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Add to My Citations To Olivia Lewis (Mrs. Jervis) Langdon
23 June 1869 • New York, N.Y.
(MS: NPV, UCCL 00319)
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Everett House1
em spaceem spaceem spaceem spaceem spaceem spaceem spaceem spaceem spaceem spaceem spaceem spaceem spaceem spaceem spaceem spaceem spaceem spaceem spaceem spaceNew York, 23d

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Dear Mrs Langdon—

It is 7.30 P.M., & I have not seen Livy since 2. The amount of fortitude necessary to enable me to endure this separation is just about the amount required to enable a martyr to endure burning at the stake. Maybe martyrs enjoy this sort of heroism—I don’t. However, I believe Livy thinks one visit a day to Mrs. Brooks’s (with an apostrophe & an extra s,) is enough, & so I submit. I arrived here at 5 PM yesterday, & went up to Mrs. B.’s & staid till 10, leaving promptly at that hour. I was there to-day from 11 till 2, & I am not to go again till to-morrow.

Livy is thoroughly enjoying herself, & it does me good to see how those two children nestle respectfully about her, & gaze at her, & hang upon her words, & worship her.2 But it only gratifies me—it does not surprise me. It would surprise me if they did otherwise. Remsen is somewhat jealous of me—& he looked so sorrowful when I took possession of Livy to help her up & down stairs (a felicity which he had been enjoying,) that I was not distressed at all when she declined my assistance & accepted his. Still, if this infant becomes too pointed in his attentions, I shall have him for breakfast some morning.

Livy was a little homesick after you departed, she says, & half wished she had gone with you. At first I was sorry she had caretdidcaret not go, & so save herself from that depression of spirits, but I soon felt otherwise—for I saw that she was happy & contented, & moreover that she was recuperating fast & looking stronger & brighter, & I felt that a ten-hour rail-trip added right on to the fatigues she had been undergoing, could not have been good for her. It would have worn the poor child out. I am going to start home with her Saturday morning, (she having canvassed the matter of her own accord with Mrs Brooks & satisfied [herself ]that there [ w ]can be no impropriety in it,) & then we will all go out immediately & see Mrs. Fairbanks3—for there is nothing much to be gained by getting into the Hartford Post (though further of that with Mr. Langdon.) [ The Governor Jewell told me ] 4 We looked for Charley this morning, but I have just come from his hotel & they are not expecting him.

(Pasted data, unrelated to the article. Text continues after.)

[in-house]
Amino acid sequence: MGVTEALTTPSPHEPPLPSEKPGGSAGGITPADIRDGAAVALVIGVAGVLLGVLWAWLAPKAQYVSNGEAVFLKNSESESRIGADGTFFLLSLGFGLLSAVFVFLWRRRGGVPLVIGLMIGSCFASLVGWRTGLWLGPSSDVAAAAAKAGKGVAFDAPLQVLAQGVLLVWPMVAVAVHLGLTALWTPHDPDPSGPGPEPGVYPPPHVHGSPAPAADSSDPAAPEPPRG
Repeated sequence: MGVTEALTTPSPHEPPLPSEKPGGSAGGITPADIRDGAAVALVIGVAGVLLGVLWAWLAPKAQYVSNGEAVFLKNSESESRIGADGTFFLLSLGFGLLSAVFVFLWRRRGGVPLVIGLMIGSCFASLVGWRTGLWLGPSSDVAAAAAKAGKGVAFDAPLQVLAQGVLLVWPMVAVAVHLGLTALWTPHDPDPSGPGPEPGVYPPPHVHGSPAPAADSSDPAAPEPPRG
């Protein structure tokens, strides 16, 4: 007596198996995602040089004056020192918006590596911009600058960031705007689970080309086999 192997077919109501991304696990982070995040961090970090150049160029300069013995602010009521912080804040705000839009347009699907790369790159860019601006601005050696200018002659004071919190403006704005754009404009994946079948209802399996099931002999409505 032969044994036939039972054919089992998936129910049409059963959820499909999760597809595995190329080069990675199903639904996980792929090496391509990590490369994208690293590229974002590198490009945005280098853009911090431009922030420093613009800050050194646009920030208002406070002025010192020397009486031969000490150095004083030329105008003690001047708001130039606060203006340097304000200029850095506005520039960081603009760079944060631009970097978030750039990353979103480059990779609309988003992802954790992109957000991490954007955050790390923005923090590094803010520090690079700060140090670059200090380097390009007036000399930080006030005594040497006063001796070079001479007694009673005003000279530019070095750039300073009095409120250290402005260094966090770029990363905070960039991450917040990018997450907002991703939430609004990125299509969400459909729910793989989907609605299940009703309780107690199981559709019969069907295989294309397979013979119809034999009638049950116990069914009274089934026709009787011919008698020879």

Sanford Greeves was at Mrs Brooks’s’s last night—a good, well-behaved, gentle-natured, fair & honorable & very young man, of little force & very harmless. It is well his good angel saved him from matrimony. Emma Figuratively speaking, Emma would have made him climb a tree in less than six months. How she would have lorded it over him! Why they were utterly unfitted for each other, & I cannot caretseecaret what ever pro bred their love. He is so meek, & she so—so—so otherwise as you might say. They got ready for mating, several centuries too soon, as nearly as I can make it out, after ciphering all through the Book of Revelations. Now if they could only have been patient, & waited for the Millennium,—when “the lion & the lamb shall lie down together.”5 It would have been all right, then—but not in the nineteenth century.

I wanted to take Greeves by the hand, & throw myself on his bosom & weep down the back of his neck, & congratulate him, but I didn’t dare to do it. Because Livy was there—& you know I have to walk mighty straight when she is around. She isn’t very strong, but she can make me [behave.

Pray ] give my love to Mr. Langdon, & to Theodore & Mrs. Sue—& permit me to subscribe myself

Lovingly & dutifully

Sam. L. Clemens.

Explanatory Notes | Textual Commentary

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1 The Everett House, located on the north side of Union Square at Fourth Avenue and Seventeenth Street, was, according to an 1866 guidebook, “a convenient and delightful place for visitors, being not only in the fashionable part of the city, but also contiguous to the cars, stages, &c.” (James Miller, 69).

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2 The children were Fidele Brooks’s son, Remsen, and her younger sister, Josephine Griffiths Polhemus, who was living with her while attending school in New York City (L2, 278–79 n. 2).

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3 In Cleveland, as Clemens indicates in the next letter.

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4 Marshall Jewell (1825–83), part-owner of the Hartford Post and recently elected governor of Connecticut, had been one of the guests at Alice Hooker Day’s wedding. He and his family were to become friends of the Clemenses in the 1870s (Sobel and Raimo, 1:180; “A Wedding in Hartford,” Hartford Courant, 19 June 69, 2).

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5 The “lion” was Livy’s friend Emma Sayles, until recently engaged to Sanford (or John) Greeves (see 9 May 69 to OLL). The phrase in quotation marks is a rather free extrapolation from Isaiah 11:6, “The wolf also shall dwell with the lamb, and the leopard shall lie down with the kid; and the calf and the young lion and the fatling together; and a little child shall lead them.”



glyphglyphCopy-text:glyphMS, Jean Webster McKinney Family Papers, Vassar College Library (NPV).

glyphglyphPrevious publication:glyph L3, 268–270; MTBus, 104–6.

glyphglyphProvenance:glyphsee McKinney Family Papers, pp. 583–85.

glyphglyphEmendations and textual notes:glyph


herself • herseflf

w[partly formed]

The Governor Jewell told me[Clemens may have completed ‘The Governor’ before canceling ‘The’ and continuing with ‘Jewell’]

behave. [] Pray • behave.—ǀ [] Pray